am I missing something, or are permissions always preserved?

Dave Dykstra dwd at
Tue Jan 7 22:51:01 EST 2003

That sounds reasonable to me that rsync shouldn't try to preserve those
extra bits without -p.  Try making a patch and seeing if that works.

I don't have Samba set up, but on a vfat filesystem on Linux rsync is
doing even worse because after the initial file creation it does a
"fchmod(fd, 0600)" which fails and it doesn't even copy files at all.

- Dave

On Wed, Jan 01, 2003 at 02:24:36PM -0800, Ben wrote:
> I'm not sure what POSIX calls for, but on both Linux and AIX (the two
> unix OSes I have access to) I can leave off the mode arg when calling
> open(2). Granted, doing so gives me a mode that normally isn't so good,
> but in my case this would be fine, as I have samba forcing modes to be
> what I want them to be.
> However, after looking into this more, it turns out that samba
> apparently causes chmod(2) to fail _only_ when trying to set modes
> S_ISUID, S_ISGID, or S_ISVTX. Trying to set these modes in open(2), or
> trying to set any other modes in open(2) or chmod(2), silently fails
> without raising an error.
> So while this might well be a samba problem, it could be avoided if
> rsync behaved as I would expect it to. The original files do indeed have
> S_ISGUID set on them, but I don't see why rsync should try to preserve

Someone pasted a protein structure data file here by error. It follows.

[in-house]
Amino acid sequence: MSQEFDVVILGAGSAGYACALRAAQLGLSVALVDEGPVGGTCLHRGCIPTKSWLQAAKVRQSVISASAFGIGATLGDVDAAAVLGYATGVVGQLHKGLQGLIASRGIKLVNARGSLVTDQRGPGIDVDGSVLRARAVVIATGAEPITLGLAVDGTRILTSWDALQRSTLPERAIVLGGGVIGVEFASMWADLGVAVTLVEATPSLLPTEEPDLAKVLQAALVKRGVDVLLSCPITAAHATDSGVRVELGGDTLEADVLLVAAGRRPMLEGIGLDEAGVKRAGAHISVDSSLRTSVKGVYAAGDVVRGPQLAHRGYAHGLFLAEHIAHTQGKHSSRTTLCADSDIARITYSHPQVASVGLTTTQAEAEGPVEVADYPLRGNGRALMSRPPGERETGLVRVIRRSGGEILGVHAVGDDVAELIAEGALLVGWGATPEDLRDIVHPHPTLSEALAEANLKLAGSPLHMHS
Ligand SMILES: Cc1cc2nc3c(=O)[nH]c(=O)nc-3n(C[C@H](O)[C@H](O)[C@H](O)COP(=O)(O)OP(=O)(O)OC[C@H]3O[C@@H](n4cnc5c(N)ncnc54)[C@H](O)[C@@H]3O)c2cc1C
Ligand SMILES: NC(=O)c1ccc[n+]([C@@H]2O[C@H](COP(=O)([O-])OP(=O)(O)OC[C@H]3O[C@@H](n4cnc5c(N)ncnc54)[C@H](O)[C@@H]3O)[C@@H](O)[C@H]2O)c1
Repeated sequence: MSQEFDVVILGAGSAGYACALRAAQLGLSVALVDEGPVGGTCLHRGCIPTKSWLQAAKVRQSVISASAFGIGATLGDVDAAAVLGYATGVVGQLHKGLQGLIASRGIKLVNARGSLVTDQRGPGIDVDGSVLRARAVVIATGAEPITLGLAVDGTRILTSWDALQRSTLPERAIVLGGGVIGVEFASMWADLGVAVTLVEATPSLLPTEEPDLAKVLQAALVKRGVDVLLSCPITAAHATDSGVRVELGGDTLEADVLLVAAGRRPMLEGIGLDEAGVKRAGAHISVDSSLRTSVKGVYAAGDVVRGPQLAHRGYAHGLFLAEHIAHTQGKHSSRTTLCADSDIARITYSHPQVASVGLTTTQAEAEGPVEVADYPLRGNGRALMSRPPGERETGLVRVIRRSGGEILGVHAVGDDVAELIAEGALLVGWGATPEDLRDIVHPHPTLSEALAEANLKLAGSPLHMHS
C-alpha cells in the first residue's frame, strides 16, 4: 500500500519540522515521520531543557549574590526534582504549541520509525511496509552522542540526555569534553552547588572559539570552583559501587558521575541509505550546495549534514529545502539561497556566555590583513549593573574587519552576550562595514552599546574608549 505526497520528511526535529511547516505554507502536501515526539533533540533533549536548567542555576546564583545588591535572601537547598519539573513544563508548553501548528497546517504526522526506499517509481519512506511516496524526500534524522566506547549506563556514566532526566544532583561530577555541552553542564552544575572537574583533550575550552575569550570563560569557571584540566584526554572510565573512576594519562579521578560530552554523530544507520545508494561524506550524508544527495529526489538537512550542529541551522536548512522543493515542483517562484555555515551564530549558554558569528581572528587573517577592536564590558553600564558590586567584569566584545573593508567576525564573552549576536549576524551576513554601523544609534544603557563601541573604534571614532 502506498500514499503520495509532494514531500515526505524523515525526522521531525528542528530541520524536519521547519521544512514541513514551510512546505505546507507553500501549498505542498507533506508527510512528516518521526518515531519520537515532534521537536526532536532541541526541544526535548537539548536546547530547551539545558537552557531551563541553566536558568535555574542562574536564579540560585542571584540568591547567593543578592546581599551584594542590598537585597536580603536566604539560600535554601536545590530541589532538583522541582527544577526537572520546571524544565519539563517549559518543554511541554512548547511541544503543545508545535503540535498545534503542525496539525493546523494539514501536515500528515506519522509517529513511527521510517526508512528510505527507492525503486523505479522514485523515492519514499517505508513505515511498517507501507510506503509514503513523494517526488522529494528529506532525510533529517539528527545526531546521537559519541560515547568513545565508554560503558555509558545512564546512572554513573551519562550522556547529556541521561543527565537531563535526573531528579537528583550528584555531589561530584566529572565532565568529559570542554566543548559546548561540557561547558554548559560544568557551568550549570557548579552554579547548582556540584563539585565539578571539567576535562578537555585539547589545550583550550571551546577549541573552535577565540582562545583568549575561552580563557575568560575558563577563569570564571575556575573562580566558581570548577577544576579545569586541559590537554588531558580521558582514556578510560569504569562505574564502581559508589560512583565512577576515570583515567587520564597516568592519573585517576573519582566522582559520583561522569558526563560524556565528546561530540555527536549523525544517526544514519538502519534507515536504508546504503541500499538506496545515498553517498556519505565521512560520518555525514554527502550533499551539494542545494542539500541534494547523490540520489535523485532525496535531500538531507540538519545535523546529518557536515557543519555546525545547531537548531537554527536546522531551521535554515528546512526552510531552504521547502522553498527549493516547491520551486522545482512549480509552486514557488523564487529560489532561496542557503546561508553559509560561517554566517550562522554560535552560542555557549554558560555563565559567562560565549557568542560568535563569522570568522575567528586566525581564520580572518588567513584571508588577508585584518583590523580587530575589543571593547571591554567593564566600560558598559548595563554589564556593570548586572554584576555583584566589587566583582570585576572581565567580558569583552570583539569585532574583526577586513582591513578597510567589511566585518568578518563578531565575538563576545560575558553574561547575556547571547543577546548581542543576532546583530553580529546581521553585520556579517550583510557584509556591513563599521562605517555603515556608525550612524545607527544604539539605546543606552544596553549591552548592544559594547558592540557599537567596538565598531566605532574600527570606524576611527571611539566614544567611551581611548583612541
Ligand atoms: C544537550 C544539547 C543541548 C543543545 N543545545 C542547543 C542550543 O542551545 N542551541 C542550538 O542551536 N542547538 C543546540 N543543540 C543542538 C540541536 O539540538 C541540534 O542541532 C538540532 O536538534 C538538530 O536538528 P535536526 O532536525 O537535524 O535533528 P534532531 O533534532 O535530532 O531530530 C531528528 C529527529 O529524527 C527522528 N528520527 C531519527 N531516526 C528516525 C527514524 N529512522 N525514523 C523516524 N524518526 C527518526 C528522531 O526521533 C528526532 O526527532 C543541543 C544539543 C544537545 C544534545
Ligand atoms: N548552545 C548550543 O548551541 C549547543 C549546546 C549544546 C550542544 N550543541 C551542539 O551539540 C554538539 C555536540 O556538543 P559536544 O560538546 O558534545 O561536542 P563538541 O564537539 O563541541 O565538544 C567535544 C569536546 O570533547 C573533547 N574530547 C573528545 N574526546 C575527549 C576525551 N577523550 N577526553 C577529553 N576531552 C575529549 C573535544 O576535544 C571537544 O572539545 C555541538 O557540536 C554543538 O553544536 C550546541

> this if I didn't tell it to preserve permissions.
> On Wed, 2003-01-01 at 07:13, Green, Paul wrote:
> > Ben [mailto:bench at]
> > 
> > > I'm relatively new to rsync, but it seems to me that if there's an
> > > option to perserve permissions and you don't set it, then rsync
> > > shouldn't do anything with permissions.
> > 
> > Sounds good, but recall how POSIX / Unix system calls work. To create a
> > file, you have to specify what mode (permission) it should have.  There is
> > no way to tell creat() or open() to "do the default thing."
> > 
> > I think a case could be made that this is a defect / incompatibility in the
> > underlying file system layer that issues complaints about permissions.
> > Before I attempted to code any kind of a fix, I'd sure want to read the
> > specs of this layer and understand how the designers thought this problem
> > should be approached.
> > 
> > Thanks
> > PG

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